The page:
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[T]he society of pagan Rome had a veritable college of deities. This was Rome’s boast. Each time she vanquished a people, she admitted to her already large inventory of recognized deities, with pomp and ceremony, the god or gods of the newly subjugated people…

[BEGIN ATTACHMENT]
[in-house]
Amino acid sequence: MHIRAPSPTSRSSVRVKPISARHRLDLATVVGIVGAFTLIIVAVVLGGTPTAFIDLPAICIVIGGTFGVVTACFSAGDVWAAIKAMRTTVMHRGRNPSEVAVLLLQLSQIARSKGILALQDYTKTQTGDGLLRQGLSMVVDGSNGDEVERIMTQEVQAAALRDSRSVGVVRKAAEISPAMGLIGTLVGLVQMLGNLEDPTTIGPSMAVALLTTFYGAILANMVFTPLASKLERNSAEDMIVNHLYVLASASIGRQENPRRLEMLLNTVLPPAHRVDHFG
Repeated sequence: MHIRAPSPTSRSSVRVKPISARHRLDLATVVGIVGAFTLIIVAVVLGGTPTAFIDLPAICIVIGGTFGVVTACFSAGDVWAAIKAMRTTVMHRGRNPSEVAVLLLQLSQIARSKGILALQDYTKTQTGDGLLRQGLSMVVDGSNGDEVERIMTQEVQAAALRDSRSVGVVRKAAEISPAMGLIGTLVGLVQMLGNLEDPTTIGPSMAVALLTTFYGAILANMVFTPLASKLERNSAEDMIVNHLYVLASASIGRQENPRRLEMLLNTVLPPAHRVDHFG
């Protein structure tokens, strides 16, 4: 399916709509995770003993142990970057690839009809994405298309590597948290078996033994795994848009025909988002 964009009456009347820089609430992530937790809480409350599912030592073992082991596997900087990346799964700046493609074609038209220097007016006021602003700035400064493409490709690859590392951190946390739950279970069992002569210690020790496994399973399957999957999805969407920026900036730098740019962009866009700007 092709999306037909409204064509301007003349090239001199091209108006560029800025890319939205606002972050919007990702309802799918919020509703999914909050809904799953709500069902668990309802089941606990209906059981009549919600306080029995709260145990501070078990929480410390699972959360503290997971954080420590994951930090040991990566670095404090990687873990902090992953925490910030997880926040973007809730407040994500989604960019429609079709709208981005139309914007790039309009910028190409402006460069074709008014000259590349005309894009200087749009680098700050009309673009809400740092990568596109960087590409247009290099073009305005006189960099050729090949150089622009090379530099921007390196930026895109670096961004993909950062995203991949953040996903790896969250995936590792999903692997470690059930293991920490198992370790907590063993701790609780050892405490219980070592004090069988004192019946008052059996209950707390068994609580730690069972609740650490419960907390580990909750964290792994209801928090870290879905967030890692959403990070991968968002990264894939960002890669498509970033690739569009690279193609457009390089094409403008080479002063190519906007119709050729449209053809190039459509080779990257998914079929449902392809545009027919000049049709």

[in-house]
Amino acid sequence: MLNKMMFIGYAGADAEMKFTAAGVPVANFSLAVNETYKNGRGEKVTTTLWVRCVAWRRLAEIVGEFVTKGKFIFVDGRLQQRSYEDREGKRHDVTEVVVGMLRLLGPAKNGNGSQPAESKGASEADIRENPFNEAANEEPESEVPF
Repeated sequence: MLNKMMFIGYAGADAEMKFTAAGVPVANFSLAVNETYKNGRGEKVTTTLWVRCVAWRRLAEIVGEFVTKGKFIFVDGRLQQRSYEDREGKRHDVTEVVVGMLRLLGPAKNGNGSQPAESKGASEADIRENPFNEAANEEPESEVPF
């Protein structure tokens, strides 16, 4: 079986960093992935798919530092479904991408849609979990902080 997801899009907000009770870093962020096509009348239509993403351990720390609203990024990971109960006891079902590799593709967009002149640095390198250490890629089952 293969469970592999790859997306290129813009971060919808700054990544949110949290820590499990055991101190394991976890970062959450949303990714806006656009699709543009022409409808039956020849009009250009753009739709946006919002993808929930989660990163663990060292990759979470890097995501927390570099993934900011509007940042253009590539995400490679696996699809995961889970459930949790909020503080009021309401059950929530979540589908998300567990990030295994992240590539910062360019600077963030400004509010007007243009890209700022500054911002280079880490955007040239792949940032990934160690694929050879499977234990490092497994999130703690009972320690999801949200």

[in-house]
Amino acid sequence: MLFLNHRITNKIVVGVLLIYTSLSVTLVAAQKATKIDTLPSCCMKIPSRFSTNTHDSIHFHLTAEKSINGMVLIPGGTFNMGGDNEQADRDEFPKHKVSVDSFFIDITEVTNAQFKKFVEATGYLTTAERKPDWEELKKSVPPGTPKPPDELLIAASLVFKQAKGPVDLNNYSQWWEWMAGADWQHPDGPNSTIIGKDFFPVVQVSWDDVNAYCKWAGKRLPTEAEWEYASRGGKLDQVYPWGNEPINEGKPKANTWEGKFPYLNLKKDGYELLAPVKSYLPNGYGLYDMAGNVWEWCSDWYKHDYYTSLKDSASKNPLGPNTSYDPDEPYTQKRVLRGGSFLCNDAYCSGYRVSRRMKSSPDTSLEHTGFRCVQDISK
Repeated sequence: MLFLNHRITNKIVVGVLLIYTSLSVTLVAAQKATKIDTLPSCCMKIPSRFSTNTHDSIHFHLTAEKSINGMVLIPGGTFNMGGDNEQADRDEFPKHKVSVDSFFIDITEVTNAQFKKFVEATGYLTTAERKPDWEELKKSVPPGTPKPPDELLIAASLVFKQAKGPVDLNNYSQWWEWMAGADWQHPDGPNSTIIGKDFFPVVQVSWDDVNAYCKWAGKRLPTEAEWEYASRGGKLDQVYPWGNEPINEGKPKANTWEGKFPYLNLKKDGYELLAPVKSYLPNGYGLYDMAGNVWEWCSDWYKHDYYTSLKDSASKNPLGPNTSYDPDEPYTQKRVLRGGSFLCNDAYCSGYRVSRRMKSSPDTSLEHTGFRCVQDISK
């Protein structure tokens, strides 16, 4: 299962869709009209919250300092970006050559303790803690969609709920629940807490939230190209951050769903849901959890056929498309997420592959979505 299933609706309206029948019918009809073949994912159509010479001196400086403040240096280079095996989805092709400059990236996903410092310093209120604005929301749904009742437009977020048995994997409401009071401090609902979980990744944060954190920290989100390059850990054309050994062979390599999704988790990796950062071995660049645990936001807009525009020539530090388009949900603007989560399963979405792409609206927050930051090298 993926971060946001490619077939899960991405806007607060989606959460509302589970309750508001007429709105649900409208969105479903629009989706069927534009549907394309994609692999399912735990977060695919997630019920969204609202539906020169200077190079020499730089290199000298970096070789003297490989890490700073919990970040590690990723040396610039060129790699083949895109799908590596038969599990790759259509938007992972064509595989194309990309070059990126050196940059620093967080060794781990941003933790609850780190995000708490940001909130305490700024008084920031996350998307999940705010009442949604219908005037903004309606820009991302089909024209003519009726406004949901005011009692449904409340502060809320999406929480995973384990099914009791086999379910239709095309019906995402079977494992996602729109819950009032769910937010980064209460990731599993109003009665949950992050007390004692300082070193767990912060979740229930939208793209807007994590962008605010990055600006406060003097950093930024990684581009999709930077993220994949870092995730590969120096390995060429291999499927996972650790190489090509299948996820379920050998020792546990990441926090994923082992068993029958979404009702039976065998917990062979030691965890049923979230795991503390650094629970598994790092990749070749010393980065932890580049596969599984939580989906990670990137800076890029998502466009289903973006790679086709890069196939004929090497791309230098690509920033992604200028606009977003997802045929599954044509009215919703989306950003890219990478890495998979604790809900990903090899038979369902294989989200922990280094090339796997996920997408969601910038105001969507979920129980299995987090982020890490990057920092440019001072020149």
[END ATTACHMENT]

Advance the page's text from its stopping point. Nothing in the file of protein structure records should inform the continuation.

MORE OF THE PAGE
This policy of inclusiveness was assumed to be good politics. In the Octavius by Minucius Felix, a near contemporary testimony, we read that ‘the Romans serve all gods. That is why the power and the authority of the Romans has embraced the whole world…Having stormed the ramparts, even in the first frenzy of victory, the respected the divinities of the conquered, seeking everywhere for strange gods and adopting them as Rome’s own, even setting up altars to unknown powers and the shades of the dead. Thus, by adopting the rites of all nations they of Rome became entitled to rule over them.’ For political reasons the deity or deities of a newly conquered nation were admitted into Rome’s college of deities, and from that moment on the religion of the conquered tribe was a legitimate note in the chorus of Rome’s overture to deity. One could at any time and in any place be partial to the deity of his choice-in much the same way that the medieval Christian could be partial to his patron saint. Rome’s college of deities was a federation brought about by annexation, just as the Roman state was a federation achieved by annexation” (Leonard Verduin, The Anatomy of a Hybrid, 1976, p.14)

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